What side effects do I get from Cytoxan? One of the biggest ones that have affected my confidence is hair loss. I have always loved my luscious, thick hair. But after flareups in the past, it has thinned out. When I was in remission in 2016, my hair started slowly getting thicker again. But when I was doing my 6 500 mg sessions every 2 weeks, my hair was falling out in clumps. Every time I brushed, huge chunk would come off. It is the thinnest it’s ever been, and sometimes I do want to cry looking at myself in the mirror and envying all of the girls on Instagram with gorgeous, thick, curled locks. I had to cut my hair above my shoulders since it looked really ratty and straw-like when it was long and too thin. It still looks pretty ratty so I have to straighten it frequently, and I’ve been having to put my hair up in a ponytail more because even if I brush and comb it, a lot of my strands flyaway and it looks like I just rolled out of bed. Also, I look like the freaking Founding Fathers wearing a ponytail now. Because I’m only taking monthly 800 mg sessions (because 500 mg every 2 weeks was basically 1000–15 mg a month for 3 months), my hair is not falling out as much (it still is though). I have some bald spots on my middle part. My nephrologist promises me that it will grow back though. I’ve read from other spoonies (one of them being Cecilio’s former co-worker who is a well-known news anchor in our area and had medical problems as well) that looks-wise, losing hair felt worse than gaining weight.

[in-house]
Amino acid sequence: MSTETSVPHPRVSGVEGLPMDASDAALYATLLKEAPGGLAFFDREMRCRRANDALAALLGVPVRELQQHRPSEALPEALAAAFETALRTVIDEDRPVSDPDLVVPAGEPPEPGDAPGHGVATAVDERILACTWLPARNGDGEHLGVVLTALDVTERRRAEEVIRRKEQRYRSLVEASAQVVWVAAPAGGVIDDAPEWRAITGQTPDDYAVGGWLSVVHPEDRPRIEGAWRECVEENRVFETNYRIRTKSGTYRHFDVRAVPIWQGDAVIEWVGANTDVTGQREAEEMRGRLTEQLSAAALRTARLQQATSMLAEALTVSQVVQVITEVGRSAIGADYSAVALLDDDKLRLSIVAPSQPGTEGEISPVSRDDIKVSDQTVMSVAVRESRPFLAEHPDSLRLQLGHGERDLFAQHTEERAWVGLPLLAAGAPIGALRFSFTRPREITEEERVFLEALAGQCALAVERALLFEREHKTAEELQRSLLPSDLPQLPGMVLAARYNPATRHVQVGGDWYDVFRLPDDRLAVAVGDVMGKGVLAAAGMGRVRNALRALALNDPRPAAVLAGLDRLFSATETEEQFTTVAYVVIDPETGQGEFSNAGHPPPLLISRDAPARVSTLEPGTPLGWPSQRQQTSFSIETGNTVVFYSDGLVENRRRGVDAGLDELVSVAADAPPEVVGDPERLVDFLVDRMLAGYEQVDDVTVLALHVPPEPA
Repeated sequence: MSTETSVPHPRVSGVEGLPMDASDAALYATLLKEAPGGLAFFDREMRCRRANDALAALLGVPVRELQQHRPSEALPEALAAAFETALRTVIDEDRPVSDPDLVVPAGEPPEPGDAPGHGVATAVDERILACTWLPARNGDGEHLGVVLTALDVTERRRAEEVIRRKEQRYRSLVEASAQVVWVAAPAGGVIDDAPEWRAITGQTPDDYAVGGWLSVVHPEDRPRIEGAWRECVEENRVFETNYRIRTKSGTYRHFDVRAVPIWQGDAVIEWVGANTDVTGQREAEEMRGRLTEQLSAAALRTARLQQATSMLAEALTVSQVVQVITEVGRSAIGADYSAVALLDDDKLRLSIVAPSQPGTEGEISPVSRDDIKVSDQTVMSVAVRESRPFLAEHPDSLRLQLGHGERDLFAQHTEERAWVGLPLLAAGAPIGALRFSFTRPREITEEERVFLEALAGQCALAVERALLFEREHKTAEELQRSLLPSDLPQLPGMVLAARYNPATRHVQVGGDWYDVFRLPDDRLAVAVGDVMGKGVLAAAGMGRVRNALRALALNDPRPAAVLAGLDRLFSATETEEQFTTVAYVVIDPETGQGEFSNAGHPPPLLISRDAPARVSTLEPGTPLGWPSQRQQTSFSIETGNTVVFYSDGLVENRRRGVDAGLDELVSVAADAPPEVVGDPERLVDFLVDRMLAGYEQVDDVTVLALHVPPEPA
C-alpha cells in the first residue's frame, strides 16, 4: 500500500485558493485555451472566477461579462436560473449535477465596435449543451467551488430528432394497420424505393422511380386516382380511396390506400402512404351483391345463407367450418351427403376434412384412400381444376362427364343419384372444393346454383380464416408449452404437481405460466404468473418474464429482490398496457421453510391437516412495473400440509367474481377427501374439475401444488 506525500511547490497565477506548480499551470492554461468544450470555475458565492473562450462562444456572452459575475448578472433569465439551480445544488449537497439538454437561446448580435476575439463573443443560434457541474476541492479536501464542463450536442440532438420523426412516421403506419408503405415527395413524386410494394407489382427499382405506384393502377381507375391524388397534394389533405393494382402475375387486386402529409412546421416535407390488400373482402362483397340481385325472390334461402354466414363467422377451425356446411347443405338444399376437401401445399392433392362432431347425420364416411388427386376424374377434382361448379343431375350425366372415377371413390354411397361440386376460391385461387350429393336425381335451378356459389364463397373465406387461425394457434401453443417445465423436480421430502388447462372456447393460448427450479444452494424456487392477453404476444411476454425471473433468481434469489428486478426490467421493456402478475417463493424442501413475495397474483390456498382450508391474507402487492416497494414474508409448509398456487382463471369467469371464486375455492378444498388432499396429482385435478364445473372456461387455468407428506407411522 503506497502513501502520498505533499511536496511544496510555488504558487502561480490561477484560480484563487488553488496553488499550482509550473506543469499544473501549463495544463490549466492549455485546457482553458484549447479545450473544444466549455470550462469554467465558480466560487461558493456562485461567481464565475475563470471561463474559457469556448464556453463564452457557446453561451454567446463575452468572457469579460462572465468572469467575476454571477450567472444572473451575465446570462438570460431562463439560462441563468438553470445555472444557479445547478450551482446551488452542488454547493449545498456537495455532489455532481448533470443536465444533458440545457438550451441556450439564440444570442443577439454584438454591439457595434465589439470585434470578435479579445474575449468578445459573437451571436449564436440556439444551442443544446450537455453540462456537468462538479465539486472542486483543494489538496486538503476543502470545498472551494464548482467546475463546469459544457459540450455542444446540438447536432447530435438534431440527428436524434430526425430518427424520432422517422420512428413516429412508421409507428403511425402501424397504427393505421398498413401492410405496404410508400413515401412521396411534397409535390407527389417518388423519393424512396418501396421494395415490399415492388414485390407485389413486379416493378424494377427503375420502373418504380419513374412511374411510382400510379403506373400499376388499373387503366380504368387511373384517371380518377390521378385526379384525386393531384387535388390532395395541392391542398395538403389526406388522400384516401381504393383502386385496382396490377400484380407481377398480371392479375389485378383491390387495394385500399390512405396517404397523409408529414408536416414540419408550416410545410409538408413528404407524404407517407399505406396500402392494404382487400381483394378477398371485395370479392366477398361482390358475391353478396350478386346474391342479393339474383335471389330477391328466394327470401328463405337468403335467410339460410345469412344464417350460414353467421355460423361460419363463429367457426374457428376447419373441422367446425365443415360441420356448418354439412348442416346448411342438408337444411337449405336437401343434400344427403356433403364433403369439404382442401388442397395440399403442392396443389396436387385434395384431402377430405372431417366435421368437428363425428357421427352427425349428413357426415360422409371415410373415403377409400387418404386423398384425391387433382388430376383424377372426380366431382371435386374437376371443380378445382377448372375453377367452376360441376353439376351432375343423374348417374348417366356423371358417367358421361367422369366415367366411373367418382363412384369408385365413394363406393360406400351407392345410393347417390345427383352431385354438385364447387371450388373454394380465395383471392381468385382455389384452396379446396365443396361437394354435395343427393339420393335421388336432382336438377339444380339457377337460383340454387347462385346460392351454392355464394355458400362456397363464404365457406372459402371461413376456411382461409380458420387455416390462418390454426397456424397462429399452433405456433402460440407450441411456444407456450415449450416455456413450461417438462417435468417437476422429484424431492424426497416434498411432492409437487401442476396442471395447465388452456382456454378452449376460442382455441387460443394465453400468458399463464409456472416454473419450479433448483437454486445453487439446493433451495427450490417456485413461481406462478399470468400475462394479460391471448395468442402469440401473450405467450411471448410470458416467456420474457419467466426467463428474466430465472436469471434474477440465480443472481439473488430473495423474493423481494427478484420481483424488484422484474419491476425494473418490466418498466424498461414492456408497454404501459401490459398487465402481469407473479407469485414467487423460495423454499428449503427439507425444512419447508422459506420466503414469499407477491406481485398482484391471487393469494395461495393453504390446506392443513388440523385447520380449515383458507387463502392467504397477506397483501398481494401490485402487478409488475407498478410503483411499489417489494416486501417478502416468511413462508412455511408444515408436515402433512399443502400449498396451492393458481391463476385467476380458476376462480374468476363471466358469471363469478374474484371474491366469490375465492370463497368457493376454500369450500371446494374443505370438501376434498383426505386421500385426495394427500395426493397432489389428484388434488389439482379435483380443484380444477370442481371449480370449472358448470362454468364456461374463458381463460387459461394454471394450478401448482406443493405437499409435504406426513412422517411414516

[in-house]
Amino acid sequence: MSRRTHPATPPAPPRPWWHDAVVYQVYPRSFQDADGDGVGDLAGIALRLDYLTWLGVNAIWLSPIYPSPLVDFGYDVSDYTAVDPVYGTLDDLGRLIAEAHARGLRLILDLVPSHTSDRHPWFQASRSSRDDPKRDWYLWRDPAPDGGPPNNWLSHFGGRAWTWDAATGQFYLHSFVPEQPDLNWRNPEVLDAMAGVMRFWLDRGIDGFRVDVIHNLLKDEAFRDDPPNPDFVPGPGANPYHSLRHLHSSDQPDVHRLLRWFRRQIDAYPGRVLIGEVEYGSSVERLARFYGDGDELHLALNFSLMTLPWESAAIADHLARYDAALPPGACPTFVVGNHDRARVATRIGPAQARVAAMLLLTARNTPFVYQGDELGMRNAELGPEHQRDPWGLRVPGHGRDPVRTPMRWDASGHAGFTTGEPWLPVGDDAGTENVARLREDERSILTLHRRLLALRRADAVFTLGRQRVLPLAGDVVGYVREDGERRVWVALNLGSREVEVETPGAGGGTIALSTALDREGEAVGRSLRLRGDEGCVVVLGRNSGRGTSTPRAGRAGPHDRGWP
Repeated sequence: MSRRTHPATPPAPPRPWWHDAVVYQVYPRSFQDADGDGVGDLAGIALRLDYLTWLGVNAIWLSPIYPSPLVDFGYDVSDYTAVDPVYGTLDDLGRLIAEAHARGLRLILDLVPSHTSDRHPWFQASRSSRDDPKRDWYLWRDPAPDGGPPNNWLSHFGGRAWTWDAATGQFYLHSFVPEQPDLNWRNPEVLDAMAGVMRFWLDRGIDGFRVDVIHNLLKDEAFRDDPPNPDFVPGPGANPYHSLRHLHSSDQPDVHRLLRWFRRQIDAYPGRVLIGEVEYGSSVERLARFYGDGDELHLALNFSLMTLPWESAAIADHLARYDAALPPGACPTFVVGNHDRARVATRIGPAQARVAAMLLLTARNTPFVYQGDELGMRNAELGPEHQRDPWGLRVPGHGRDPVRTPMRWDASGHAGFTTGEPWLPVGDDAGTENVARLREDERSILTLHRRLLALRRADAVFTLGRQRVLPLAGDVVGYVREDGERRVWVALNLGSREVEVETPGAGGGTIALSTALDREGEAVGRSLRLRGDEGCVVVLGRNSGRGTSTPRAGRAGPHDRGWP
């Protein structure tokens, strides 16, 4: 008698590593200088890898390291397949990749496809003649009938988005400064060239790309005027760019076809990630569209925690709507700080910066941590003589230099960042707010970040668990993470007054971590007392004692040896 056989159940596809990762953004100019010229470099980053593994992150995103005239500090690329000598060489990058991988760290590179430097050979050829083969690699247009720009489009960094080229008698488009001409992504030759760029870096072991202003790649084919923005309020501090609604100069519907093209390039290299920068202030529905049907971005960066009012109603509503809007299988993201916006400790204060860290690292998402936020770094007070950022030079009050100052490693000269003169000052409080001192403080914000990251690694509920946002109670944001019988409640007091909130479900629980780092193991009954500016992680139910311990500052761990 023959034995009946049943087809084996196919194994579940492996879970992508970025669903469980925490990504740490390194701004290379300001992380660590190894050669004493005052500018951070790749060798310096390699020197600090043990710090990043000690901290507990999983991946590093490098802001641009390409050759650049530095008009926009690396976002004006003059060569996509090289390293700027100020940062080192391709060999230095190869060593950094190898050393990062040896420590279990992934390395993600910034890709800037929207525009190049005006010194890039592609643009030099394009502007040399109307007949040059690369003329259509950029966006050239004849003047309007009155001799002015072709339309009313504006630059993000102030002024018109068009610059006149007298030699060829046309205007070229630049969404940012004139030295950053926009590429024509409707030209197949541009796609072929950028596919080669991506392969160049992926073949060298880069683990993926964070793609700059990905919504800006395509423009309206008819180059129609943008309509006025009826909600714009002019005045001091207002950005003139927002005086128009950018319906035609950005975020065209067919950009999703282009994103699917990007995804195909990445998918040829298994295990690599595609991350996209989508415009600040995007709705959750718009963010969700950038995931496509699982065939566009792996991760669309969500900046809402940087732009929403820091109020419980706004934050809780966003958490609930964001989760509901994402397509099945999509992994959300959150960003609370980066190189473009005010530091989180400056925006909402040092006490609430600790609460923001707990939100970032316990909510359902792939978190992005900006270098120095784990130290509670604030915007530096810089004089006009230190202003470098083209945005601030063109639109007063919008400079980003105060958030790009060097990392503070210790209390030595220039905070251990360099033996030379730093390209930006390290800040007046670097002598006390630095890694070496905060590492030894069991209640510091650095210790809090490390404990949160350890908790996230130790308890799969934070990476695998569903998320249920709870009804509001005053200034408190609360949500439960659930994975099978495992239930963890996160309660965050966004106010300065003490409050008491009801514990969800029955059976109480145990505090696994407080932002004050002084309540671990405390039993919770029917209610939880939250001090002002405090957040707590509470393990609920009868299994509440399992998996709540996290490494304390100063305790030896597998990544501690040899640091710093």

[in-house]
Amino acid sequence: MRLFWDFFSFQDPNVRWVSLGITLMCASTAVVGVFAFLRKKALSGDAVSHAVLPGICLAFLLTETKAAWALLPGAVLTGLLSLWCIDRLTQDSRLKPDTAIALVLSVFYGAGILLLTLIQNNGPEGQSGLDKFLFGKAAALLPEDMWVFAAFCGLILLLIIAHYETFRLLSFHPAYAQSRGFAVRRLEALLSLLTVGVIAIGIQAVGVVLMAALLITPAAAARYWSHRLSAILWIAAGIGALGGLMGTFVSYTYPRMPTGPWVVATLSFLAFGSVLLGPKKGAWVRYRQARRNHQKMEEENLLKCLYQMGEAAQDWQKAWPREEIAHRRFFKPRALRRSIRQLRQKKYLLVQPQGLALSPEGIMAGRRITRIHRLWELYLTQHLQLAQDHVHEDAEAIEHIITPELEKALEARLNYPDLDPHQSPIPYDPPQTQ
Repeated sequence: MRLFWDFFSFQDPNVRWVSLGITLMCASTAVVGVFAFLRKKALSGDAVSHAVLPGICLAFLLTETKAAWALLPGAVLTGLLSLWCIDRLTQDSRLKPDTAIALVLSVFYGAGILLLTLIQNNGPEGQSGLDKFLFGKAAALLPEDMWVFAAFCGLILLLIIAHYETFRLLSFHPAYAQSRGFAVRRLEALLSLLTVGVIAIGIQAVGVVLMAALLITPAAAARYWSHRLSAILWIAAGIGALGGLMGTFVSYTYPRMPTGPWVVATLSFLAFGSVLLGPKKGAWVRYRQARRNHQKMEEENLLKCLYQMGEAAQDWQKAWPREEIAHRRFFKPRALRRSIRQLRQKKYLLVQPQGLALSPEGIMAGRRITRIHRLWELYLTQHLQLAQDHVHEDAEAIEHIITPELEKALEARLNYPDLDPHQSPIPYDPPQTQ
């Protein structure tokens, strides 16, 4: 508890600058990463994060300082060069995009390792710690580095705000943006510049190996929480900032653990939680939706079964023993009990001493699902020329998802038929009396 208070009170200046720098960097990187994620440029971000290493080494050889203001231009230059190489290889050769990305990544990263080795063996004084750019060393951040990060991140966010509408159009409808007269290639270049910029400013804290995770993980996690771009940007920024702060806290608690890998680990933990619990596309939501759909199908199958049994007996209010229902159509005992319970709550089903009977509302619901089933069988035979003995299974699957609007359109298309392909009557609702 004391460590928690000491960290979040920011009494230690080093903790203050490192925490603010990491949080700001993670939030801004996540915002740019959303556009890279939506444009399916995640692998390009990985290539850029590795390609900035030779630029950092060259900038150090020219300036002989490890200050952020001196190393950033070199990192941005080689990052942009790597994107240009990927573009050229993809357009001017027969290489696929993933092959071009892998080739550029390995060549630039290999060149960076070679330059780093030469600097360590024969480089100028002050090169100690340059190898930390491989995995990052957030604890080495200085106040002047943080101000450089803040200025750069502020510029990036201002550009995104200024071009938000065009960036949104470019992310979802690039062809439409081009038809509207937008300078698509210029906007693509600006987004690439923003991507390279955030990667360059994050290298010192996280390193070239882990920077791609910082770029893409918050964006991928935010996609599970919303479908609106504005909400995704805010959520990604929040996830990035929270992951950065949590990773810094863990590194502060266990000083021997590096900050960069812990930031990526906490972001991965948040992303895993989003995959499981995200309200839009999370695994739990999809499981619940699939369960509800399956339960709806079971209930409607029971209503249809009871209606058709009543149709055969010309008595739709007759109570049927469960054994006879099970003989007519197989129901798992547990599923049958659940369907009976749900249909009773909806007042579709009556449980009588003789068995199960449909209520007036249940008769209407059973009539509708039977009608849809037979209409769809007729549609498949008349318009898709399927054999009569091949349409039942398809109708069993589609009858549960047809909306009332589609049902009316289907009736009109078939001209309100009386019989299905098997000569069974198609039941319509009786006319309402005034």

Cytoxan may cause infertility, which is of course a cause for concern because I do want to have children in the future and I’ve struggled with amenorrhea in the past (and I recently missed my period between November–July). But praise God that I started getting my periods back since last month so there is hope for me to have children, as long as I am in remission for at least 6 months or more and I consult with all of my doctors. I want to have children maybe when I turn 32 (which is in 3 years from now), so that’s another bridge to cross in the future.

Since increasing my dosage to 800 mg, I noticed that I feel a lot weaker, more tired and woozier. Sure, I felt pretty weak after taking 500 mg, but I was able to function the next day. Last month, I started my first 800 mg session on a Thursday, and the next day I felt too weak to function at work. So from now on, I will have my Cytoxan sessions done on a Friday as much as possible. I am still able to run errands but I just have to take it easier during the next 2 days. After my last session, I wanted to go to the mall to return a Too Faced palette I ordered online but came damaged and Cecilio and I were still able to celebrate his sister’s boyfriend’s birthday.

I have also noticed that my throat tightens and my voice feels weak immediately after my session, but it goes away after half an hour.

I am just so thankful that I am getting the help I need, and that my labs are looking better. Despite its side effects, Cytoxan has helped me function normally after the worst flare I have had in my life. It’s also helped me decrease my prednisone because taking both at the same time is pretty dangerous. I want to thank the doctors and nurses at UC Davis Medical Center for treating me even though I was a bit difficult to deal with at times. And thank you UC Davis Cancer Center for continuing to treat me until I heal.

Hannah is a travel writer, graphic designer, and the founder/editor of Hannah on Horizon. She is based in Sacramento, California, living with her husband and two adorable dogs. She shares tips on how to experience luxury travel on any budget, and how to maximize time at each trip or destination, no matter what your budget or amount of vacation time at work. She enjoys making you feel like you have visited each destination with her through her storytelling and informative writing style.